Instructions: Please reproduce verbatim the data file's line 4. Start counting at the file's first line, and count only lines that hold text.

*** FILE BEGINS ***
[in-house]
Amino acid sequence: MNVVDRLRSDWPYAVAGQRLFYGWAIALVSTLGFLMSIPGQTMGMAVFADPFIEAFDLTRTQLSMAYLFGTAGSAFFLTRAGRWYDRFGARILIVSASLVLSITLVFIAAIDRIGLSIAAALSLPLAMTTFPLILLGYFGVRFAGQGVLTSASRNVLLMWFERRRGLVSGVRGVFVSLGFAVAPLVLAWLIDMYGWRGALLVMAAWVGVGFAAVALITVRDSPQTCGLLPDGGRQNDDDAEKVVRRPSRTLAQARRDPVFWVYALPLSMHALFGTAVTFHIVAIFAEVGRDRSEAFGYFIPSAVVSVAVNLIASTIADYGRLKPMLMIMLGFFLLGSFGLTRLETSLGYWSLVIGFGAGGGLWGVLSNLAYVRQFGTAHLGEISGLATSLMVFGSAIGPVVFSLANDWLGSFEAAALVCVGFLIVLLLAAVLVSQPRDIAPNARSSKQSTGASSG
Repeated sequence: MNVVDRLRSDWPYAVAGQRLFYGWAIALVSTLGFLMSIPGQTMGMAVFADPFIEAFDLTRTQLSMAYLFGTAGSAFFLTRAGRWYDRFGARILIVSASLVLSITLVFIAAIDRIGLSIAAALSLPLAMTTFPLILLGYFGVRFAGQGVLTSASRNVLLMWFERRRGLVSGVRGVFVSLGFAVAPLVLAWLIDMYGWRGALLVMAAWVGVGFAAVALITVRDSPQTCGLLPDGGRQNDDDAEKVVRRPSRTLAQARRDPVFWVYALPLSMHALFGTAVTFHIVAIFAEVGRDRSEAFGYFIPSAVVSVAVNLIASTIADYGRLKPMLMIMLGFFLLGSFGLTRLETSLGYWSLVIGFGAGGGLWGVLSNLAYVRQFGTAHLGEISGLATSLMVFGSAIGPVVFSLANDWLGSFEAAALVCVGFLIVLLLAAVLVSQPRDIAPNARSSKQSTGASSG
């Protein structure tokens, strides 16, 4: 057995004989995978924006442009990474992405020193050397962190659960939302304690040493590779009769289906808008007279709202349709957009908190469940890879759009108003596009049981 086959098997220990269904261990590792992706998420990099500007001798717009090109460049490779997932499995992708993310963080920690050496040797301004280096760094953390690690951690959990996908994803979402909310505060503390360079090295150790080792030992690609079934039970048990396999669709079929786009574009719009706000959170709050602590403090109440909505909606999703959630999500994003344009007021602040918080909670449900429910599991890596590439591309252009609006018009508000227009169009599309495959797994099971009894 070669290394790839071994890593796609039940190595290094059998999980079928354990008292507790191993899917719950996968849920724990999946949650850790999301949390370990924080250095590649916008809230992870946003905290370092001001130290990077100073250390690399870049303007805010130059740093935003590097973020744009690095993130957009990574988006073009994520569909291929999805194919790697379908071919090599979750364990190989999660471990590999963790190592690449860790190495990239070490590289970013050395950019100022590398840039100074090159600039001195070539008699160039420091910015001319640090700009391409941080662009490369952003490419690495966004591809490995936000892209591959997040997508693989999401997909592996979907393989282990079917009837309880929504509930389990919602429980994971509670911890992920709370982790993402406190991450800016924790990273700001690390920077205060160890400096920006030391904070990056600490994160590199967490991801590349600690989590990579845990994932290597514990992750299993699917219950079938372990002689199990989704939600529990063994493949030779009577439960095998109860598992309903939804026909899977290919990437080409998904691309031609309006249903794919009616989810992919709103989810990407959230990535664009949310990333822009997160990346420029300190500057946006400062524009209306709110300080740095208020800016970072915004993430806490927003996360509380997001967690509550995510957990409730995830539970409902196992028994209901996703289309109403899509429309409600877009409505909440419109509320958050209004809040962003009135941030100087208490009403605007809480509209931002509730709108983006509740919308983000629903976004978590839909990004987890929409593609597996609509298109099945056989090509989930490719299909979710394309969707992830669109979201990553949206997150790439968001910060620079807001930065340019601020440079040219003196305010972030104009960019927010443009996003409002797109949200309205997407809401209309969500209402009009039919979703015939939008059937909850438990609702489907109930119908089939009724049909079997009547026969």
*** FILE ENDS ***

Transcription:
């Protein structure tokens, strides 16, 4: 057995004989995978924006442009990474992405020193050397962190659960939302304690040493590779009769289906808008007279709202349709957009908190469940890879759009108003596009049981 086959098997220990269904261990590792992706998420990099500007001798717009090109460049490779997932499995992708993310963080920690050496040797301004280096760094953390690690951690959990996908994803979402909310505060503390360079090295150790080792030992690609079934039970048990396999669709079929786009574009719009706000959170709050602590403090109440909505909606999703959630999500994003344009007021602040918080909670449900429910599991890596590439591309252009609006018009508000227009169009599309495959797994099971009894 070669290394790839071994890593796609039940190595290094059998999980079928354990008292507790191993899917719950996968849920724990999946949650850790999301949390370990924080250095590649916008809230992870946003905290370092001001130290990077100073250390690399870049303007805010130059740093935003590097973020744009690095993130957009990574988006073009994520569909291929999805194919790697379908071919090599979750364990190989999660471990590999963790190592690449860790190495990239070490590289970013050395950019100022590398840039100074090159600039001195070539008699160039420091910015001319640090700009391409941080662009490369952003490419690495966004591809490995936000892209591959997040997508693989999401997909592996979907393989282990079917009837309880929504509930389990919602429980994971509670911890992920709370982790993402406190991450800016924790990273700001690390920077205060160890400096920006030391904070990056600490994160590199967490991801590349600690989590990579845990994932290597514990992750299993699917219950079938372990002689199990989704939600529990063994493949030779009577439960095998109860598992309903939804026909899977290919990437080409998904691309031609309006249903794919009616989810992919709103989810990407959230990535664009949310990333822009997160990346420029300190500057946006400062524009209306709110300080740095208020800016970072915004993430806490927003996360509380997001967690509550995510957990409730995830539970409902196992028994209901996703289309109403899509429309409600877009409505909440419109509320958050209004809040962003009135941030100087208490009403605007809480509209931002509730709108983006509740919308983000629903976004978590839909990004987890929409593609597996609509298109099945056989090509989930490719299909979710394309969707992830669109979201990553949206997150790439968001910060620079807001930065340019601020440079040219003196305010972030104009960019927010443009996003409002797109949200309205997407809401209309969500209402009009039919979703015939939008059937909850438990609702489907109930119908089939009724049909079997009547026969």